LINEBORO — For 50 years, Curvin Weaver has studied the Bible and taught it to others. Yet what remains ingrained in the memory of the Sunday School teacher at Lazarus United Church of Christ are words his mother uttered to him some 70 years ago.
"Humans are the only creatures that can think and understand. So we will be either the best or worst of God's creation."
And whether he is teaching or performing music or helping others,Weaver, 74, has worked hard to be among the best.
"It has been the most joyful part of my life to present the Gospel and keep the interest of young people," said Weaver, who teaches about 10 young adultsevery other Sunday at the church. Lazarus is part of a three-church parish that includes St. Mark's in Snydersburg and Trinity in Manchester.
Even after 50 years of Bible study, he hardly claims to know it all.
"It is impossible to probe the depth of Scripture," Weaversays. "The more you study, the more you realize what you don't know."
Life has slowed for Weaver and his wife, Annie, 71, who keeps their tidy home atop a hill in Glen Rock, Pa. Her needlework graces every room of the house, which the couple has occupied since they married in 1948.
Weaver firmly believes that "life has no value without Jesus Christ." Among his favorite Bible verses is John 3:16, which says, "For God so loved the world that he gave his only begotten son that whosoever believeth in him should not perish but have everlasting life."
It was 74 years ago that identical twin sons, each weighing less than 3 pounds, were born to Annie and Alf Weaver.
Curvin grew up on a Grave Run Road farm first owned by his grandfather, Charles C. Weaver, a carpenter by trade, and grandmother, Sarah. It was on the 40-acre farm, just south of the Pennsylvania line, that Curvin's parents began imparting the traditional values of industriousness and religious faith to their five sons.
Weaver, the younger of the twins, recalls making the 3-mile trip to the church as a 10-year-old boy in his older brother's car.
For the Weavers, life was simple, though it was not without hardship. In era predating modern medical technology, the firstborn twin, Melvin, died at age 14 after several attacks of appendicitis.
As a boy, Curvin worked on the family farm. Later he worked for a neighboring farmer, George Armstrong, for about $1 a day during the Depression.
"After seventh grade, the principal wanted me to continue my education, but it was 3 miles to the high school in Manchester," he said. Unable to attend high school, Weaver continued to work Armstrong's farm.
Then, one day, something happened that changed Weaver's life. Armstrong, who taught a Sunday School class of 10 teen-age boys at Lazarus Church, turned to Weaver and said, "Curvin, you could do this."
"I'll try," the 18-year-old replied and began fulfilling a lifetime avocation.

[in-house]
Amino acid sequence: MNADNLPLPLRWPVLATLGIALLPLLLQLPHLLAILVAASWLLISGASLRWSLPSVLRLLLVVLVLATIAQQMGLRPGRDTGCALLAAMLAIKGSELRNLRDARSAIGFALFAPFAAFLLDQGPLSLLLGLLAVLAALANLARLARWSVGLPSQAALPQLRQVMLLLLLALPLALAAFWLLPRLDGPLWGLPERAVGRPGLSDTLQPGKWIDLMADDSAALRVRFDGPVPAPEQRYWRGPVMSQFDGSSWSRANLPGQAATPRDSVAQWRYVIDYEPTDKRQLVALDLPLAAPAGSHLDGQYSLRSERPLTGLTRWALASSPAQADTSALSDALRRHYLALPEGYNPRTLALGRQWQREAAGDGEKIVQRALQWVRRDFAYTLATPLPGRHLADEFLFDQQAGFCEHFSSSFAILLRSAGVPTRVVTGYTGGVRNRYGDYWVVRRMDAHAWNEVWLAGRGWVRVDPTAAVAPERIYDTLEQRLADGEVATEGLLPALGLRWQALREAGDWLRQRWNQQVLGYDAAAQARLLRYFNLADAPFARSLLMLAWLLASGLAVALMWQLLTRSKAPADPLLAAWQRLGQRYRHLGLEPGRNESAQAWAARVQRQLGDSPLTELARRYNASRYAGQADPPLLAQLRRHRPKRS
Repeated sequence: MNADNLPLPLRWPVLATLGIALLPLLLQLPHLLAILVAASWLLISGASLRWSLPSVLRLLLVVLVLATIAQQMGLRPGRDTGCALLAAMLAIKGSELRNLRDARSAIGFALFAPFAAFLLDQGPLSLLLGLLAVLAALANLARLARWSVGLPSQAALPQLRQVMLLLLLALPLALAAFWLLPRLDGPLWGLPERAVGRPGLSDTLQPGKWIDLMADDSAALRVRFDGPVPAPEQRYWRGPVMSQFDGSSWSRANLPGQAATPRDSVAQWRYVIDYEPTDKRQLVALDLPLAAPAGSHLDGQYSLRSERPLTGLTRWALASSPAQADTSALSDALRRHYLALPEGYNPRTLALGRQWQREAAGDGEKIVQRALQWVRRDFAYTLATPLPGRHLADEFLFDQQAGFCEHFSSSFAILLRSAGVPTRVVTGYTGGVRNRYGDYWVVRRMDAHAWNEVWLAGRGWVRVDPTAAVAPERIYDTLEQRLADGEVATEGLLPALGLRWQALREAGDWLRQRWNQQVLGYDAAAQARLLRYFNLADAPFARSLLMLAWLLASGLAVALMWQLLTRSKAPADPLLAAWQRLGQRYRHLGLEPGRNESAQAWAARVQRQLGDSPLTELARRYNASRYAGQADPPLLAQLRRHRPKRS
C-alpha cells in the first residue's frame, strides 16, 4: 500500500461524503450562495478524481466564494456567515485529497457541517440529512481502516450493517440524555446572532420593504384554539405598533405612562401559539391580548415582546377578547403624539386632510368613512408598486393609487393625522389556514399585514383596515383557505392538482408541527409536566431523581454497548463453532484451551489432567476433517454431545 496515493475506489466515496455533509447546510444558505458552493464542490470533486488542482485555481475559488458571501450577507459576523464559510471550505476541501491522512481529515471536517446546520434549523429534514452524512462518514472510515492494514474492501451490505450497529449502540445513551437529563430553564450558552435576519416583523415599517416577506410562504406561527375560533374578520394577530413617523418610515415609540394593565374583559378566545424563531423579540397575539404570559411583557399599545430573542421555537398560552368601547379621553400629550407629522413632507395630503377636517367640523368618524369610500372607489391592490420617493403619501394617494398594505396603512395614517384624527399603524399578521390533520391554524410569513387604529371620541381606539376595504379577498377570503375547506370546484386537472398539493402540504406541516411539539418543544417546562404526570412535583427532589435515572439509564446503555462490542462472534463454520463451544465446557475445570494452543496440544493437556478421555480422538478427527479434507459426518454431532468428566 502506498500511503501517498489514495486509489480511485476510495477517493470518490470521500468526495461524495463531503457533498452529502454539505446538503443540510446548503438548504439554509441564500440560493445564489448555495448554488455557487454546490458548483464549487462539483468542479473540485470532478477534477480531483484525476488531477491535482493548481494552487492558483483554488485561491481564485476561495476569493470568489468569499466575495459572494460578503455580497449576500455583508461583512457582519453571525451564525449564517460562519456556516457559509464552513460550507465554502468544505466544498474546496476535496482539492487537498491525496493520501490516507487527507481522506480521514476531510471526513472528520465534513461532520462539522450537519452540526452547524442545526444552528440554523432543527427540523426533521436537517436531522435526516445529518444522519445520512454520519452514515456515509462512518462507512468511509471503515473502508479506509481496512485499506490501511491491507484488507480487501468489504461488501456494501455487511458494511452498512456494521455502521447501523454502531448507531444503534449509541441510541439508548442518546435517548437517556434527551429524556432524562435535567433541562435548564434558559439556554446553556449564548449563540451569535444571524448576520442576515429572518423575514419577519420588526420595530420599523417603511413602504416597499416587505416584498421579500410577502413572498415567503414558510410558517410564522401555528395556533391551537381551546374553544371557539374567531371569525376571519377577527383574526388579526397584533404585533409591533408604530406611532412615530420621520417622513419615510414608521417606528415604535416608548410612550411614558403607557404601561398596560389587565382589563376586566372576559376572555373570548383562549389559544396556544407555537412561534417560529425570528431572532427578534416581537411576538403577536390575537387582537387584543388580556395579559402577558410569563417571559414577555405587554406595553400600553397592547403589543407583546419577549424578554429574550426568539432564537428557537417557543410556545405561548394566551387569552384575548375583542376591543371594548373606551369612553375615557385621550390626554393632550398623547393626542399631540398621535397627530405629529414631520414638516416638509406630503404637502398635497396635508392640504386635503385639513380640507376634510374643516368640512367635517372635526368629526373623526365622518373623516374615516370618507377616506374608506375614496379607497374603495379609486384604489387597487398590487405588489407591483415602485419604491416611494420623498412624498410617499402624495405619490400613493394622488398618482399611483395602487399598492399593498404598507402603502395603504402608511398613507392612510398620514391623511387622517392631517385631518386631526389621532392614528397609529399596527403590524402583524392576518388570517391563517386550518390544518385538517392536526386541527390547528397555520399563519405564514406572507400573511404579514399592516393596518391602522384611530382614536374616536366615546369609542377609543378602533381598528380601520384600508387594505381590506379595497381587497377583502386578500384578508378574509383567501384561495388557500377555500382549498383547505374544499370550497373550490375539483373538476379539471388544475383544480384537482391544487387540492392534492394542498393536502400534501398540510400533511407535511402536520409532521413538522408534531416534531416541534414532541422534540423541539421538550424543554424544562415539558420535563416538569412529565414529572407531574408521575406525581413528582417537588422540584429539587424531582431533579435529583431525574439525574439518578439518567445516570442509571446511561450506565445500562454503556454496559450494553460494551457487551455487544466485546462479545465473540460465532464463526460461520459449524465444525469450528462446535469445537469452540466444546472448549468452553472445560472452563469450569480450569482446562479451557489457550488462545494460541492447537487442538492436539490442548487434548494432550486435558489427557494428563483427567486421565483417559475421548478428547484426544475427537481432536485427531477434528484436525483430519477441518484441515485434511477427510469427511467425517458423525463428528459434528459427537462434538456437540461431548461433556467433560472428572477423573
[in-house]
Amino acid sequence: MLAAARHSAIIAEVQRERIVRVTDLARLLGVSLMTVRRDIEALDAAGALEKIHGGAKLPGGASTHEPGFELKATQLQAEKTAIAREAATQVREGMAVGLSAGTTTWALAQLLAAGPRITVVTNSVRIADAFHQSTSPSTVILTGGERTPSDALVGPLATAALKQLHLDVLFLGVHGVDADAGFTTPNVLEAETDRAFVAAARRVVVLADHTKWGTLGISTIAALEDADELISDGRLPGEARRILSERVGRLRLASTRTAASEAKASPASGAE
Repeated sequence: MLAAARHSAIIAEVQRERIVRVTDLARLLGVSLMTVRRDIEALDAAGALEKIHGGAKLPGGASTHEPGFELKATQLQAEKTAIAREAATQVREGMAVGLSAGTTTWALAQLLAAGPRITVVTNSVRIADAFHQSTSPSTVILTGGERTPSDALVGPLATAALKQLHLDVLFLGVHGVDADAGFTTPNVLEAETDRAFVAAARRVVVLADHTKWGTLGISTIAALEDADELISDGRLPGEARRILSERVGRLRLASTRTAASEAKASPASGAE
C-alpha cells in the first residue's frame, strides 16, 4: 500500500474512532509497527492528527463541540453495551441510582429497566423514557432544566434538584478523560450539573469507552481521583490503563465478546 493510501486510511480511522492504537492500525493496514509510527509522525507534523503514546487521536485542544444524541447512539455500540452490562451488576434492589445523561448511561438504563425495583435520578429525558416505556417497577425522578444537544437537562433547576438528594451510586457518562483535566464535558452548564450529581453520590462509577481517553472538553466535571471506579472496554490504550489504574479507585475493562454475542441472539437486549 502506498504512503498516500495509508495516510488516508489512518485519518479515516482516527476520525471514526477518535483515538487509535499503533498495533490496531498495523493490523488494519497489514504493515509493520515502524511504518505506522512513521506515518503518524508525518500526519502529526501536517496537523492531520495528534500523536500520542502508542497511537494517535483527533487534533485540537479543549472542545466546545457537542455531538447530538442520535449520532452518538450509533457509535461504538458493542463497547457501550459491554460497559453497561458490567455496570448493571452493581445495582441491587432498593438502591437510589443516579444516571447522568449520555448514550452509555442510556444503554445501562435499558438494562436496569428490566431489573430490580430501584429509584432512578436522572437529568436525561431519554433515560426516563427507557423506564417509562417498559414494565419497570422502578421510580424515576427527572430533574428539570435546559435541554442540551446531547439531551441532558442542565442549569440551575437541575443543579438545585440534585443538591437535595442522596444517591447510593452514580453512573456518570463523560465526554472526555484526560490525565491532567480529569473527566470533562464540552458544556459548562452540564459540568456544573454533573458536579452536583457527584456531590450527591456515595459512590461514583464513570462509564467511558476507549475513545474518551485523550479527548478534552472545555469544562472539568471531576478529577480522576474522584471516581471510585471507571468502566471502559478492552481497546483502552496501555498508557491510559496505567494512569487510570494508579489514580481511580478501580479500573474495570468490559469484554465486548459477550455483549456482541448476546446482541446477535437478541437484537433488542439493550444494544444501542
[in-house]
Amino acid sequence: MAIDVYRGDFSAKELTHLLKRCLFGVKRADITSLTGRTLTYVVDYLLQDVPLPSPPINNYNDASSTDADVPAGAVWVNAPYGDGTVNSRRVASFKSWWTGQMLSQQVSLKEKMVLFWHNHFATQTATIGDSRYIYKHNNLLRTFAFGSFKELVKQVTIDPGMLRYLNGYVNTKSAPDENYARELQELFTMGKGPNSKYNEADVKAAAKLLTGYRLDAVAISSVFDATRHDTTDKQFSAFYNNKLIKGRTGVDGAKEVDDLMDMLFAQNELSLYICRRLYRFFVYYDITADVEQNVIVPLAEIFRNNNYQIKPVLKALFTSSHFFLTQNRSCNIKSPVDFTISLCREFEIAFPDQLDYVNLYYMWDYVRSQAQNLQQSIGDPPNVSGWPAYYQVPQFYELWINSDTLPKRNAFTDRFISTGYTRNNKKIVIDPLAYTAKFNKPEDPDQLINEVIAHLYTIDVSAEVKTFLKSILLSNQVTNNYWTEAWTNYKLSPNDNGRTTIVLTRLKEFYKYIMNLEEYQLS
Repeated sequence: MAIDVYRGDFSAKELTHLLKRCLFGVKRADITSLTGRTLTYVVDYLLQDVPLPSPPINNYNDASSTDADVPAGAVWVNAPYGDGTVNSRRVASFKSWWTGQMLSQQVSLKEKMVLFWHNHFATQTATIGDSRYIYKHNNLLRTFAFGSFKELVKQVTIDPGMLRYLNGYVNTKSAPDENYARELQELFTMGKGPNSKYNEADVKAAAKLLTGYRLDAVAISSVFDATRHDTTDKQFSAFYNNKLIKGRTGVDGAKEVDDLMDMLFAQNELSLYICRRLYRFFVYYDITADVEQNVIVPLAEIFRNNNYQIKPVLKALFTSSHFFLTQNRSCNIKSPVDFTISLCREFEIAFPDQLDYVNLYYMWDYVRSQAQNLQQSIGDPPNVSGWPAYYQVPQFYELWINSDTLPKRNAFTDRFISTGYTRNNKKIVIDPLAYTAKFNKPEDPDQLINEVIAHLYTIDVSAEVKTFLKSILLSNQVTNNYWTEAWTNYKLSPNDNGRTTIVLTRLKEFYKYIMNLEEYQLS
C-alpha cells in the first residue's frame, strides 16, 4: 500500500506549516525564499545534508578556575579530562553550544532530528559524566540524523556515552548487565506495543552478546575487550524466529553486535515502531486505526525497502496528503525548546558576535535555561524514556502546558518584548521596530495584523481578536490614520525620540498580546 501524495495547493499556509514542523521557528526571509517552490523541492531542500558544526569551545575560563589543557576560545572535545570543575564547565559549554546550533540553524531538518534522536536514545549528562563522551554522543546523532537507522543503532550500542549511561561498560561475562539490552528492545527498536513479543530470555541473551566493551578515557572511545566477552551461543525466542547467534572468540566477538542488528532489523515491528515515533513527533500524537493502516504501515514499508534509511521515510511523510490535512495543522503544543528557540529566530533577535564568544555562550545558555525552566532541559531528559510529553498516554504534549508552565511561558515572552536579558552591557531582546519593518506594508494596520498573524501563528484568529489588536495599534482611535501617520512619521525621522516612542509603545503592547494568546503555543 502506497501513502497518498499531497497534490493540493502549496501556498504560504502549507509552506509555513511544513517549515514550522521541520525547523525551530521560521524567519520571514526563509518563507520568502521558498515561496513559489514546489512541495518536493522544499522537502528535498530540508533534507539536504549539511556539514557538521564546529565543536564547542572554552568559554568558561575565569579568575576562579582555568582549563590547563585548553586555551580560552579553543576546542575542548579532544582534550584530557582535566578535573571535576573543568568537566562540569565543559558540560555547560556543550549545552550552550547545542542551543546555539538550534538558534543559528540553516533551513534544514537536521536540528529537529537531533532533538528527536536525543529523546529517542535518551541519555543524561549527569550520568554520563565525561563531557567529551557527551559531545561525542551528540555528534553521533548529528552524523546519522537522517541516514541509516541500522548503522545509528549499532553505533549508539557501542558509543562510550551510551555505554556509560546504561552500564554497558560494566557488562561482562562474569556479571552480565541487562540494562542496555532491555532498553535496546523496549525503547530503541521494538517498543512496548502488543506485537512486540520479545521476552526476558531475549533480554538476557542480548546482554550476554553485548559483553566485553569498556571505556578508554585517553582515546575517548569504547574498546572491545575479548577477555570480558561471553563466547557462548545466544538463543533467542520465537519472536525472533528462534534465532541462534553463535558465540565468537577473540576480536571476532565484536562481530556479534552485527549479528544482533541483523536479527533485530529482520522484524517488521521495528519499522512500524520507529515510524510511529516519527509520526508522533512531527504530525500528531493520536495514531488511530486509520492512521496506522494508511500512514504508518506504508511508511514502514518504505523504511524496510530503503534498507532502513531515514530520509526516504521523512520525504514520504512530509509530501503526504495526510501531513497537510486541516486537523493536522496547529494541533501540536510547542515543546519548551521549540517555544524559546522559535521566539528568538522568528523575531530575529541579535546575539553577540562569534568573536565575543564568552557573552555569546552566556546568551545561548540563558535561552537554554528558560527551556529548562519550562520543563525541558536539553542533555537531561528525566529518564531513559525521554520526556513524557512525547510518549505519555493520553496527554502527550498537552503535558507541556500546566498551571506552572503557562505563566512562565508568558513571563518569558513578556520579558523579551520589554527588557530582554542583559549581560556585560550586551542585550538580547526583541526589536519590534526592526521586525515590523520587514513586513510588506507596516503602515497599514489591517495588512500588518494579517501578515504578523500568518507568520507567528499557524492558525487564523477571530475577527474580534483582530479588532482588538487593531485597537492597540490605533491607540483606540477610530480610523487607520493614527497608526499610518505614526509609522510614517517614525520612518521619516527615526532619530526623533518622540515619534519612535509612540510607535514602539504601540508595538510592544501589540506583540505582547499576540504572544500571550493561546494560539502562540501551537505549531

Teaching the Bible was only one of Weaver's gifts. Neither of his parents were musically inclined, but Weaver discovered his musical talent on a guitar his older brother, Ira, bought.
"We owned a piano, and Mother wanted me to learn to play it," he says. "But, at 15, we know more than our parents."
Weaver taught himself by listening to records and trying to play what he heard.
"I could figure out the mathematics of music," he says.
After learning guitar, Weaver took up piano, organ, accordion, banjo and steel guitar. When a music teacher offered $1 an hour to help teach her four students, he quickly agreed.
Weaver later studied piano for six years with J. Herbert Springer, a well-known teacher at the time in New Oxford, Pa.
Then at age 28, after yearsof working on the farm, Weaver became a full-time music instructor. At times he taught 95 students a week.
The musical talent in the Weaver family didn't stop with Curvin. In later years, he and his fourchildren presented concerts at church and at community events in York County, Pa., and in Carroll County.
The boys, Melvin and George,played saxophone and trumpet. The girls, Elaine and Rosalie, accompanied on piano. And the whole group teamed up to sing such favorites as "The Light of the World Is Jesus" and "Amazing Grace."
The Weavers treasure these memories, as well as tape recordings of their children performing.
The children are grown now and lead lives of their own: Elaine Jones, 40, a former music teacher, lives in New Jersey; Melvin, 39, an Air Force officer, serves in Korea; George, 37, a brick mason, lives in Glen Rock; and Rosalie Hitchinson, 36, is a secretary in Harrisburg, Pa.
The Weavers have eight grandchildren.
Weaver retired from teaching music in 1983, but he still visits about six nursing homes each month and gives musical performances.
With his music and Bible teaching, Weaver continues to present an inspiring message.
"While you cannot change many things, if you do not care,you as a person do not amount to much," he says. "Life has been good to me. I want to give that back to the old folks. I've not asked for anything, but gotten everything."